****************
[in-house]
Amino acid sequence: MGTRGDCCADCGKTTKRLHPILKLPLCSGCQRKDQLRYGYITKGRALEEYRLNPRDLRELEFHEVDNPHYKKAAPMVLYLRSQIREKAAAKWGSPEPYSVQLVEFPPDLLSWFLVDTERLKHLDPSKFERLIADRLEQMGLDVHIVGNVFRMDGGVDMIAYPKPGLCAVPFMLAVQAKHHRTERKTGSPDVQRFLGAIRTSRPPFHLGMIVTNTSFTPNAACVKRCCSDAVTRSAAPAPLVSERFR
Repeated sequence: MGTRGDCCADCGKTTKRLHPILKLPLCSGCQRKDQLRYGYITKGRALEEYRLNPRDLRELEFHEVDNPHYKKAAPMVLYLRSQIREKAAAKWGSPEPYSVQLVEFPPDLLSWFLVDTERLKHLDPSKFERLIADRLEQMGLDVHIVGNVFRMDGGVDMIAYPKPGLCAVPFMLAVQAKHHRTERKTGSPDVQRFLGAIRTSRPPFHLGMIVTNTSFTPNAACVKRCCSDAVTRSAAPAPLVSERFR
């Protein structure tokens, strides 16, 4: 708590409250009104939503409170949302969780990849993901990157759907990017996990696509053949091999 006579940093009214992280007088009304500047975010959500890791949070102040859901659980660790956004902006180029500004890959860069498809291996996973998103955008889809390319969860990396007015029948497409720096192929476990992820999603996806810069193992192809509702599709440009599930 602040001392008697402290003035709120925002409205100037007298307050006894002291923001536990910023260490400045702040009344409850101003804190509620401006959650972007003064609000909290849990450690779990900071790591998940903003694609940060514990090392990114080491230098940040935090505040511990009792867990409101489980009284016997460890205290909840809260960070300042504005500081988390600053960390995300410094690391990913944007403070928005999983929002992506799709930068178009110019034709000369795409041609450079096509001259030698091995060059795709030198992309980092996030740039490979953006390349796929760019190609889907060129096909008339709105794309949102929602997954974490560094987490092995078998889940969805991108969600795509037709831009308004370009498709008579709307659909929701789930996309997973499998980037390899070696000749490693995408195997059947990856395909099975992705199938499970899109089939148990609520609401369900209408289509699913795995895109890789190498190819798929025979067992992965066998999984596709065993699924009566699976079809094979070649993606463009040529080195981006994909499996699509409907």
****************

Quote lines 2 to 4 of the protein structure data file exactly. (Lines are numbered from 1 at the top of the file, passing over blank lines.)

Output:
Amino acid sequence: MGTRGDCCADCGKTTKRLHPILKLPLCSGCQRKDQLRYGYITKGRALEEYRLNPRDLRELEFHEVDNPHYKKAAPMVLYLRSQIREKAAAKWGSPEPYSVQLVEFPPDLLSWFLVDTERLKHLDPSKFERLIADRLEQMGLDVHIVGNVFRMDGGVDMIAYPKPGLCAVPFMLAVQAKHHRTERKTGSPDVQRFLGAIRTSRPPFHLGMIVTNTSFTPNAACVKRCCSDAVTRSAAPAPLVSERFR
Repeated sequence: MGTRGDCCADCGKTTKRLHPILKLPLCSGCQRKDQLRYGYITKGRALEEYRLNPRDLRELEFHEVDNPHYKKAAPMVLYLRSQIREKAAAKWGSPEPYSVQLVEFPPDLLSWFLVDTERLKHLDPSKFERLIADRLEQMGLDVHIVGNVFRMDGGVDMIAYPKPGLCAVPFMLAVQAKHHRTERKTGSPDVQRFLGAIRTSRPPFHLGMIVTNTSFTPNAACVKRCCSDAVTRSAAPAPLVSERFR
């Protein structure tokens, strides 16, 4: 708590409250009104939503409170949302969780990849993901990157759907990017996990696509053949091999 006579940093009214992280007088009304500047975010959500890791949070102040859901659980660790956004902006180029500004890959860069498809291996996973998103955008889809390319969860990396007015029948497409720096192929476990992820999603996806810069193992192809509702599709440009599930 602040001392008697402290003035709120925002409205100037007298307050006894002291923001536990910023260490400045702040009344409850101003804190509620401006959650972007003064609000909290849990450690779990900071790591998940903003694609940060514990090392990114080491230098940040935090505040511990009792867990409101489980009284016997460890205290909840809260960070300042504005500081988390600053960390995300410094690391990913944007403070928005999983929002992506799709930068178009110019034709000369795409041609450079096509001259030698091995060059795709030198992309980092996030740039490979953006390349796929760019190609889907060129096909008339709105794309949102929602997954974490560094987490092995078998889940969805991108969600795509037709831009308004370009498709008579709307659909929701789930996309997973499998980037390899070696000749490693995408195997059947990856395909099975992705199938499970899109089939148990609520609401369900209408289509699913795995895109890789190498190819798929025979067992992965066998999984596709065993699924009566699976079809094979070649993606463009040529080195981006994909499996699509409907």